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My wife and I have been occasionally monitoring 5 Western Kingbird nests near where we live this year.  All five are doing well as of today - 6/18/12.  All five have chosen utility poles of some sort for their nests.  All five have chosen to adapt to some of the most polluted areas in the city along the Mississippi River, as well as areas most heavily trafficked by trucks, trains and other transport/hauling methods, even barges off the river.  Four could be viewed well enough to see three young in each nest.  One pair had to relocate, but they did so quickly.  They seem on a later schedule with no viewable young.  The nests span from 2nd and Sydney, the pair at Grand and Hall near MSD, the pair near Adelaide and Hall near Pittsburg Pipe, another pair at Thatcher and Hall near a St. Louis Corrections Medium Security Facility, and the pair just north of Hall and Riverview near a mysterious salvage place where it seems mostly old tires are dumped, but some other scarier stuff as well.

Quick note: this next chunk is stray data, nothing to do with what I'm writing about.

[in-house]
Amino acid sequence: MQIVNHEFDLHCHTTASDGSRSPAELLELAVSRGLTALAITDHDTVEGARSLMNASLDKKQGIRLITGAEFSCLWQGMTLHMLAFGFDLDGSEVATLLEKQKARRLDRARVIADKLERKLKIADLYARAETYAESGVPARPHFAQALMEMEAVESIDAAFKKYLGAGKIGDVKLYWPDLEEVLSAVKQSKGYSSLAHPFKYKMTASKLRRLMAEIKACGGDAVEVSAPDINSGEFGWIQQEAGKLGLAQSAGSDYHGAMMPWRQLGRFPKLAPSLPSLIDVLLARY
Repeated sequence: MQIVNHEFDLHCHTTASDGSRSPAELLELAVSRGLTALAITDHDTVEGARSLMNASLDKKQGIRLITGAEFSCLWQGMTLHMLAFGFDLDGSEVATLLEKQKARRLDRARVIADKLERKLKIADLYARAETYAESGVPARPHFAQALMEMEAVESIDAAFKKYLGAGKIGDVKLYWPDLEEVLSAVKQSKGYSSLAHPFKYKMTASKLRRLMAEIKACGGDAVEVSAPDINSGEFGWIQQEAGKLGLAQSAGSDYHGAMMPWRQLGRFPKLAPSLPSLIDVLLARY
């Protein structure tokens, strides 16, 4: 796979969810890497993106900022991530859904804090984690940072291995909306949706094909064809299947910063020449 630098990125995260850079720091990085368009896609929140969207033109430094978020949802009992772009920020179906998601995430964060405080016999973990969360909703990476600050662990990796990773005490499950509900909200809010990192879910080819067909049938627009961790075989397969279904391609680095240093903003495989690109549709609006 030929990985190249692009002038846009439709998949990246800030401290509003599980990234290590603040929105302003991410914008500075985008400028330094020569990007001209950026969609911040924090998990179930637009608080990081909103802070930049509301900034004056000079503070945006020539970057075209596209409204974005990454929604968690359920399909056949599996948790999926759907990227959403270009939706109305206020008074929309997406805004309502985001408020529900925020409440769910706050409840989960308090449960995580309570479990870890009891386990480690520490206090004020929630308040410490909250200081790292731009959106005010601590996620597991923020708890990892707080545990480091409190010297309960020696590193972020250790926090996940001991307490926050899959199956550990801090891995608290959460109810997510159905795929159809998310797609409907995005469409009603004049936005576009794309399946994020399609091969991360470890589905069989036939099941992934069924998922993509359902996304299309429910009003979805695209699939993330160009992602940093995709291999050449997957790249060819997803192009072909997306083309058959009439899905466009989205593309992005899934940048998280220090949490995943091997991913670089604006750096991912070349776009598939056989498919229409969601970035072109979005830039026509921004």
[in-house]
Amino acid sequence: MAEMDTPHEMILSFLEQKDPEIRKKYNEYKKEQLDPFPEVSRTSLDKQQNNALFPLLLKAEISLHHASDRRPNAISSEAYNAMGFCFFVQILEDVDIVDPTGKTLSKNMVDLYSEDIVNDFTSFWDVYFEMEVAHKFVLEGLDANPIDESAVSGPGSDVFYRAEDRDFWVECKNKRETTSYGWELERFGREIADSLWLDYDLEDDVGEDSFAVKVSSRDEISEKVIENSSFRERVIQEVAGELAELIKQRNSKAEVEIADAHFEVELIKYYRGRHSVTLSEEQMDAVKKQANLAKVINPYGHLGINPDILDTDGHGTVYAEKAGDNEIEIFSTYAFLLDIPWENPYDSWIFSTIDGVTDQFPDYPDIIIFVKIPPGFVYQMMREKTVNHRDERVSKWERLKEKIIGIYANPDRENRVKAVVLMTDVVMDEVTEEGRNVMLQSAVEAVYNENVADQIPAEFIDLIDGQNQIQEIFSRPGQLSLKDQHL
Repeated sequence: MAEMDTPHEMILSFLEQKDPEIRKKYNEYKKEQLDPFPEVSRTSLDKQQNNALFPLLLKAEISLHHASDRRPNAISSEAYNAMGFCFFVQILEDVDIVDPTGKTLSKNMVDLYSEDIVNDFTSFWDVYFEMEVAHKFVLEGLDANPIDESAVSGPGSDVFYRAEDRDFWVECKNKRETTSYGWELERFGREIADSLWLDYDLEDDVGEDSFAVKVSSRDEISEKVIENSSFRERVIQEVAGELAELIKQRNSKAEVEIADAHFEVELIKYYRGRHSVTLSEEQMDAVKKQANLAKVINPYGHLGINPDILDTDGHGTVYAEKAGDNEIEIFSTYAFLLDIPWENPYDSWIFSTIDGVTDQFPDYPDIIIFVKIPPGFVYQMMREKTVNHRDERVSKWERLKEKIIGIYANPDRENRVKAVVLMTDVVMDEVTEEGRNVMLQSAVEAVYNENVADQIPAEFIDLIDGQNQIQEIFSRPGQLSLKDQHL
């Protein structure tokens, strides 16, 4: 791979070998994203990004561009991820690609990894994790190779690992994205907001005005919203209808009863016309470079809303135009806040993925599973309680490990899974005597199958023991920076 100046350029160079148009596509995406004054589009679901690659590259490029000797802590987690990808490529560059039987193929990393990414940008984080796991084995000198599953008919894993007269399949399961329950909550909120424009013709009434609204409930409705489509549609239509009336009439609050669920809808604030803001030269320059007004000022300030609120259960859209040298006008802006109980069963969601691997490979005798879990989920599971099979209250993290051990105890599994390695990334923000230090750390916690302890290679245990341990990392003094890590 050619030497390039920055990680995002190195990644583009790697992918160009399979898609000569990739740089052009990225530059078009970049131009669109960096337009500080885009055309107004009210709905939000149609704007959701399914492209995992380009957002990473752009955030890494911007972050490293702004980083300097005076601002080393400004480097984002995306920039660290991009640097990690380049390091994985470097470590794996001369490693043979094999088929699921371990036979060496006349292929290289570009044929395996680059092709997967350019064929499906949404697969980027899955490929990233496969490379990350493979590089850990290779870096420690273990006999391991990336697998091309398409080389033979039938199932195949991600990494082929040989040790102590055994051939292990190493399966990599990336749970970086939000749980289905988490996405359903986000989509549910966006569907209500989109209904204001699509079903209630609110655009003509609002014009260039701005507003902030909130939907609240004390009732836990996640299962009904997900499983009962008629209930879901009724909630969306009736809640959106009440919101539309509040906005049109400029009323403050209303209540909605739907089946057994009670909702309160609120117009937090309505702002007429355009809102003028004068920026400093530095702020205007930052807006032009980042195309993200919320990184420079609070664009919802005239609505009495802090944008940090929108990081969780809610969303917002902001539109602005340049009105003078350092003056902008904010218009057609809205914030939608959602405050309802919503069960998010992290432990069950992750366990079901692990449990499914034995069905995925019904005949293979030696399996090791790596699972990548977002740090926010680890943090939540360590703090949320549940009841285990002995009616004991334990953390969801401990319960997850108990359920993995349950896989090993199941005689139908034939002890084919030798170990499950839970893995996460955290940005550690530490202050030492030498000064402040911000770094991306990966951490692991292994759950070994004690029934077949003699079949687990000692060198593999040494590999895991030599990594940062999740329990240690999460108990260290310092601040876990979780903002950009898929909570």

We are sure there are many more nests.  What is fascinating are the incredibly numerous Mockingbird, Eastern Kingbird and Oriole nests - as well as Eurasian-collared Doves - and all the invasive plant species taking over the river's edge and any scrap of space around these industries.  You have to be adventurous to bird these areas.  It can be unnerving to encounter mounds of coal blown by strong winds that cover you with coal dust, ADM grain bins, salvage yards and their odors, junk yards of all kinds (there really is a place that port-a-potties go to die), trucking companies, MSD, steel yards, Proctor and Gamble Manufacturing and numerous other mysterious industrial, er, warehouses emanating who knows what.  Basically a wasteland, literally.

In other words, these Western Kingbirds are amongst a group of some of the toughest birds.  I once read an article called "Planet of the Weeds:  Tallying the Loss of Earth's Animals and Plants" by David Quammen, where the author hypothesized that after all the invasive species have their way with the planet, along with the currently occurring mass extinction and extensive human population growth and development, we'd end up with very few species left, one possibly being humans (due to our adaptability- hmmm - making us a weed?).  See article link:

http://www.davidquammen.com/sampler/1-sampler-articles/11-planet-of-weeds

I think the Western Kingbird might be one of those left.  

Andy Reago
St. Louis MO
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